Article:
As a young girl I remember taking a pledge with Michael Phelps (American competitive swimmer) on promising to turning the faucet off when I am brushing my teeth. It is something I have always done as a simple but effective way to reduce water waste. So here are some simple ways you can help the earth everyday.
Turning Off The Water When Brushing Teeth
“On average, about two gallons of water flow from a faucet each minute. Something as simple as turning off the water while brushing your teeth can save up to three or four gallons of water per person per day. That’s more than 1,000 gallons of water per year or enough for almost 100 four-minute showers.”(Nov. 6 Tap water can add up to big waste)
“There is a common misconception that there is an unlimited supply of water for human usage. This is a misconception because while water is renewable, water is not always easily accessible... Water can also be located in different areas of the world, in uneven quantities. This means that sometimes, depending on your location, water can be very difficult to access…Humans mainly use water in the form of freshwater. If freshwater in the water cycle is hard for us to access, then it can’t be used by humans…Sea water can’t be used directly to provide drinking water as its salt content is too high and the processes to remove the salt come at a huge financial cost…From an environmental point of view, by looking to use sea water you would be taking a natural habitat away from the world’s marine creatures and organisms... Ninety-seven percent of all water on the earth is saltwater, which is not suitable for drinking. Only 3% of the water on Earth is freshwater, and only 0.5% is available for drinking…Water usage needs to be carefully monitored and not taken advantage of as everyone is susceptible to a water shortage. Climate change is only amplifying this problem as precipitation and weather conditions are more volatile making it hard to ensure stable water supplies."(Delaurentis Marabelle Delaurentis)
Washing Clothes With Cold Water
“The Cold Water Saves Initiative educates about the benefits of cold water washing, a sustainable action that greatly benefits the environment with little effort on the individual’s part. About 90% of the energy the washing machine uses goes towards heating the water. According to the Sierra Club, every household that switches to cold water washing could eliminate about 1,600 pounds of carbon dioxide a year.Many garment care labels in your clothing specify to wash in cool or cold water. Your clothes can fade, shrink or bleed when washed in the wrong water temperature. The right temperature can prolong the lifespan of your clothes and save you money.If we all do our part to conserve energy, we can contribute to the health of our planet.”(Cold water saves)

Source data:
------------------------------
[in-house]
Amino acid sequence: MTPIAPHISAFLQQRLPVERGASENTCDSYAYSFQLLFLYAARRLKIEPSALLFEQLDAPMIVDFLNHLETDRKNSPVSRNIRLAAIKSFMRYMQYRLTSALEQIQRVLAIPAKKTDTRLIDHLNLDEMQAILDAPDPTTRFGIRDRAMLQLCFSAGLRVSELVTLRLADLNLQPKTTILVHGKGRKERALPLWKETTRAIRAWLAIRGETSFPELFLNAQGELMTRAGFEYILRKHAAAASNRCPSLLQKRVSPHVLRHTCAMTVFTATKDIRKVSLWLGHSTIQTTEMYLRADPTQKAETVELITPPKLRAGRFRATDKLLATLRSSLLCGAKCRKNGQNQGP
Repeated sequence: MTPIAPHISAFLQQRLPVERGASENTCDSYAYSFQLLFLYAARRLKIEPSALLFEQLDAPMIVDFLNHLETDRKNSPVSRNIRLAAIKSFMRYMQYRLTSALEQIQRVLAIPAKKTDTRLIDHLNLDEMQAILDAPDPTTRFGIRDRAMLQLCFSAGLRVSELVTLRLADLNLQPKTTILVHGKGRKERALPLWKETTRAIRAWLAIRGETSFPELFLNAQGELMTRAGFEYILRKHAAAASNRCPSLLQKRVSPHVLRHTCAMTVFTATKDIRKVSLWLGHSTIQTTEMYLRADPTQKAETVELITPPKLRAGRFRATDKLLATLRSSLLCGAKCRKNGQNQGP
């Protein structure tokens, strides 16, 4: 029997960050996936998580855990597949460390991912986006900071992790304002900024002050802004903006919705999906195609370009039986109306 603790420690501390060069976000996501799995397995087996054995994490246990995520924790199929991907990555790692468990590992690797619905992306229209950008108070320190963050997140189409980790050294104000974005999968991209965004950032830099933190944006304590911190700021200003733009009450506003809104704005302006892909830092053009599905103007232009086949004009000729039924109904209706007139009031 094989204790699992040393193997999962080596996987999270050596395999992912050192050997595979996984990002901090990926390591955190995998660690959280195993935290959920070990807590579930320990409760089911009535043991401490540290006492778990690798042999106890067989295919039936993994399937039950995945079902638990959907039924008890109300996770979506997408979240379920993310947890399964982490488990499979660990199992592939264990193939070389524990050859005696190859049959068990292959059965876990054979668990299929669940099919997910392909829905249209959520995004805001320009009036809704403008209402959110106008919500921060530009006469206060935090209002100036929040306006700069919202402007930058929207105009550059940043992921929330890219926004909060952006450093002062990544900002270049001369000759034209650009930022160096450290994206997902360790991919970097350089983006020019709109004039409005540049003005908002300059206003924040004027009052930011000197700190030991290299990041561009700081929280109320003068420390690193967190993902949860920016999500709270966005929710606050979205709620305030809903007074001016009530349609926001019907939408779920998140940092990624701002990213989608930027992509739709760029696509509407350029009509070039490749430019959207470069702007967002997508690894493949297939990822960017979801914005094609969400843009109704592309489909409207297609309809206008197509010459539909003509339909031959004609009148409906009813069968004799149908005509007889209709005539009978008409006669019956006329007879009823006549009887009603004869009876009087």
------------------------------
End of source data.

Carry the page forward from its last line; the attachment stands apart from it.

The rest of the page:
Reusable Shopping Bag
“Bags that are not recycled end up becoming litter, because they do not biodegrade…scientists have only just begun studying the consequences of microplastic proliferation, and we do not yet know their effect on animals, humans, and the environment…Reusable bags are made from many different materials… In addition to varying widely in their eco-friendliness, there is the chance that reusable bags go unused, because consumers have to remember to bring the bags with them to the store. The biggest positive of reusable bags is that their use cuts down on the amount of litter on land and in the ocean. Studies have found that bans on plastic bags in cities in the United States and Europe have decreased the amount of plastic litter in nearby waters.”(National Geographic Society Sustainable shopping-which bag is best?)That’s good news!
Reduce Food Waste
“Today, an estimated one-third of all the food produced in the world goes to waste. That’s equal to about 1.3 billion tons of fruits, vegetables, meat, dairy, seafood, and grains that either never leave the farm, get lost or spoiled during distribution, or are thrown away in hotels, grocery stores, restaurants, schools, or home kitchens. It could be enough calories to feed every undernourished person on the planet. But wasted food isn't just a social or humanitarian concern—it's an environmental one. When we waste food, we also waste all the energy and water it takes to grow, harvest, transport, and package it. And if food goes to the landfill and rots, it produces methane—a greenhouse gas even more potent than carbon dioxide. About 6%-8% of all human-caused greenhouse gas emissions could be reduced if we stop wasting food. In the US alone, the production of lost or wasted food generates the equivalent of 32.6 million cars’ worth of greenhouse gas emissions.”(Fight climate change by preventing food waste)